5 impacts of the existence of a bequest motive and of a Social Security system. Section 7 concludes the paper. The Appendix includes the more technical aspects of the analysis. 2. Regimes of Annuity Markets We assume that at a young age insureds assume that their expected longevity equals the average longevity in the population. However, their information at the time of their retirement is more precise. We consider four alternative regimes for the annuity market. In the first regime the annuity contract is initiated at a young age, before the information on longevity is revealed (the precommitment regime ). This regime corresponds to a deferred annuity contract, a DB plan or the existing Social Security system. In the second and third regimes the contract is initiated at the time of retirement (similar to a DC plan or the proposed privatized element of the Social Security system). In the second regime (the public information regime ) it is assumed that the information regarding the insured s survival probabilities is known to both the insured and to the insurer. In the third regime (the asymmetric information regime ) it is assumed that this information is known only to the insured. In the fourth regime (the partial redemption regime ) insureds initiate the contract at a young age (as in a DB plan); however, at the time of retirement they can redeem part of their annuity subject to some penalty. 4 Our insureds live for two periods, and consume at the end of each period, at dates t=1,2. At date 0, before the first period, each consumer may purchase an annuity contract. In the first period he lives with certainty, but his survival probability 4 The redemption plan adds a liquidity option which is valuable for meeting the contingency of unexpected expenditures. This issue is not explored explicitly in the current paper. 3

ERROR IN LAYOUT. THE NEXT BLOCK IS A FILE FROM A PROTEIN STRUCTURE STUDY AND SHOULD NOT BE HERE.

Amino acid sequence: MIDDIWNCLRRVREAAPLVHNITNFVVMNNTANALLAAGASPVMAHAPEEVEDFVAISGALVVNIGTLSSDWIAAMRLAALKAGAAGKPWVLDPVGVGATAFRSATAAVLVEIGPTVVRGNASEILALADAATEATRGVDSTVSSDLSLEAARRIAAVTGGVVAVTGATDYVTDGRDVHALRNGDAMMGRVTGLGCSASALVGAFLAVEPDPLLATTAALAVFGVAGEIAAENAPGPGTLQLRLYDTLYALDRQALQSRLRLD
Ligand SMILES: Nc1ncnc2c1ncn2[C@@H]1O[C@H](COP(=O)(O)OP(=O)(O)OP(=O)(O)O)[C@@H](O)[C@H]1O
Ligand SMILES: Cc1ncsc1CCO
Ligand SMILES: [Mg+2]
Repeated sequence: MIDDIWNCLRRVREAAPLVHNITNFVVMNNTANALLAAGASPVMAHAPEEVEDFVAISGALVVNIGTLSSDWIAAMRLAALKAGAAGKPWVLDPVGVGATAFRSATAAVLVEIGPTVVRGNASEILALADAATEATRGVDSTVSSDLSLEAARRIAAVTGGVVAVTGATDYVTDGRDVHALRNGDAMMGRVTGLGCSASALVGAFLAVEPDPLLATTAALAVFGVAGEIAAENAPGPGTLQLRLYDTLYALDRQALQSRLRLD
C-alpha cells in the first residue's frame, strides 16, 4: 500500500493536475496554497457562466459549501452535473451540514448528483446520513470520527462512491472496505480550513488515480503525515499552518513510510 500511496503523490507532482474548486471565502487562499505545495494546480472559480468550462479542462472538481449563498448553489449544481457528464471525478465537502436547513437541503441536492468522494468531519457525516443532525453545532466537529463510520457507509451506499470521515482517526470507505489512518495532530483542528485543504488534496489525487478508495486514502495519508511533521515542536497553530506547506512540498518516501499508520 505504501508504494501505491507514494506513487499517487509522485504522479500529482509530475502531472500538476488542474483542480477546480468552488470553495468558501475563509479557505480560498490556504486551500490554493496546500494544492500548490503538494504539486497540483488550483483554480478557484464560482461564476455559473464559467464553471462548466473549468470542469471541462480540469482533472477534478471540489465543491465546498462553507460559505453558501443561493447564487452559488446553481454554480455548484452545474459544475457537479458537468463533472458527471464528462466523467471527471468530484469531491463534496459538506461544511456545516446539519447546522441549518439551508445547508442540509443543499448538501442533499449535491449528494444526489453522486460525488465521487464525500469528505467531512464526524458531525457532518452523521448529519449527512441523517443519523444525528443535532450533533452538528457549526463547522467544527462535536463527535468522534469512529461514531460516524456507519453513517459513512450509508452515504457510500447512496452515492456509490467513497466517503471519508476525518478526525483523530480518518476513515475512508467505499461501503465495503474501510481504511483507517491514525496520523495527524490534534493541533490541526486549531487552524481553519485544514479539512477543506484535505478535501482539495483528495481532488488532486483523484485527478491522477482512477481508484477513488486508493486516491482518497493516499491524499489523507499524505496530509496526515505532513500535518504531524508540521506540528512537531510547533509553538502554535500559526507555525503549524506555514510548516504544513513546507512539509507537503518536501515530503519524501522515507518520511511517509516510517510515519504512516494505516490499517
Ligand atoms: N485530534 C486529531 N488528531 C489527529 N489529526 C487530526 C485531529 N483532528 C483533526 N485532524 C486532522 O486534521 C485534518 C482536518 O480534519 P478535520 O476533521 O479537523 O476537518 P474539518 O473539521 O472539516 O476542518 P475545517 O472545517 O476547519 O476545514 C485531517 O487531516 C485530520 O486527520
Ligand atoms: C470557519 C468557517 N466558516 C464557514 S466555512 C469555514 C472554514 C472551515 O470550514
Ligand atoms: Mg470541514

6 through period 2 is q < 1. We assume two types of insureds: high survival type and low survival type (denoted as H-insureds and L-insureds, respectively) with q H > q L, and (q H +q L )/2= ½. At date t=0 insureds only know that they can be of either type with a probability of ½, but between t=0 and t=1 they finds out their type. 5 C 1 and C 2 denote consumption at the end of periods 1 and 2, respectively. The insureds maximize a time separable expected utility u(c), u >0, u < 0, u (0)=, with a time preference factor β < 1. It is assumed that they derive utility from consumption at date t=2 only if they survive, indicating the absence of a bequest motive. 6 The interest rate is denoted by r. The exposition and interpretation of our results are simplified by assuming that β(1+r)=1. 7 Thus, the insured s expected utility is: u(c 1 )+qβ u(c 2 ), where q is the probability known to the insured at the time the allocation is made. At t=0 insureds use the probability q=0.5, while at t=1 they use the probabilities q H or q L according to their type. Under the public information regime insurers know the type information of each insured at t=1, and are allowed to use it in determining premiums. In contrast, under the asymmetric information and partial redemption regimes insurers either do not have the information or are not allowed to use it. The premium set by the insurance company depends on its information structure and on the behavior of the insureds. We assume that competition in the insurance market guarantees that insurers balance actuarially. 5 The equal type probabilities maximize the variance of the type distribution. Thus, it is a conservative assumption for demonstrating that the asymmetric information problem does not have a major effect. 6 The absence of a bequest motive in consistent with the findings in Altonji et al. (1997). It also simplifies the initial presentation. In Section 6 we incorporate a bequest motive and demonstrate that our main results are robust to this change. 7 This assumption implies that an individual who lives with certainty would choose identical consumption levels at dates t=1 and t=2. 4